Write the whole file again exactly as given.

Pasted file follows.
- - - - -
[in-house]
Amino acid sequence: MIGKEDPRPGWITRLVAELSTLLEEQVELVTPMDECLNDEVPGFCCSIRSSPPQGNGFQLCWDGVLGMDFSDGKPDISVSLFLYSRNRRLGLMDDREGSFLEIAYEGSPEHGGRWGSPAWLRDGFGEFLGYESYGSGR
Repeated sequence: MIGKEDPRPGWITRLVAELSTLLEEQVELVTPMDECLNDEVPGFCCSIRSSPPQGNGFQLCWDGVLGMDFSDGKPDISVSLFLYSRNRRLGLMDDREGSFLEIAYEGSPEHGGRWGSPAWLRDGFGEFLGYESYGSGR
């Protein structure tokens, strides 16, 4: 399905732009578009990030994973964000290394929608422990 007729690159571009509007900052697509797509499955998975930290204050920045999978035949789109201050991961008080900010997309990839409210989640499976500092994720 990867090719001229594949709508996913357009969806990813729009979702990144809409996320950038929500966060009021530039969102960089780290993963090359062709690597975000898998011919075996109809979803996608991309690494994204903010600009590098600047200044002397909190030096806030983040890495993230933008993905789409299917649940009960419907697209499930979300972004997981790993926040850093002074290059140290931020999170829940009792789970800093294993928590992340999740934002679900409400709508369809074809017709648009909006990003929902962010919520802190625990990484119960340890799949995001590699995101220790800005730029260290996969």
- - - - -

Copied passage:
[in-house]
Amino acid sequence: MIGKEDPRPGWITRLVAELSTLLEEQVELVTPMDECLNDEVPGFCCSIRSSPPQGNGFQLCWDGVLGMDFSDGKPDISVSLFLYSRNRRLGLMDDREGSFLEIAYEGSPEHGGRWGSPAWLRDGFGEFLGYESYGSGR
Repeated sequence: MIGKEDPRPGWITRLVAELSTLLEEQVELVTPMDECLNDEVPGFCCSIRSSPPQGNGFQLCWDGVLGMDFSDGKPDISVSLFLYSRNRRLGLMDDREGSFLEIAYEGSPEHGGRWGSPAWLRDGFGEFLGYESYGSGR
């Protein structure tokens, strides 16, 4: 399905732009578009990030994973964000290394929608422990 007729690159571009509007900052697509797509499955998975930290204050920045999978035949789109201050991961008080900010997309990839409210989640499976500092994720 990867090719001229594949709508996913357009969806990813729009979702990144809409996320950038929500966060009021530039969102960089780290993963090359062709690597975000898998011919075996109809979803996608991309690494994204903010600009590098600047200044002397909190030096806030983040890495993230933008993905789409299917649940009960419907697209499930979300972004997981790993926040850093002074290059140290931020999170829940009792789970800093294993928590992340999740934002679900409400709508369809074809017709648009909006990003929902962010919520802190625990990484119960340890799949995001590699995101220790800005730029260290996969």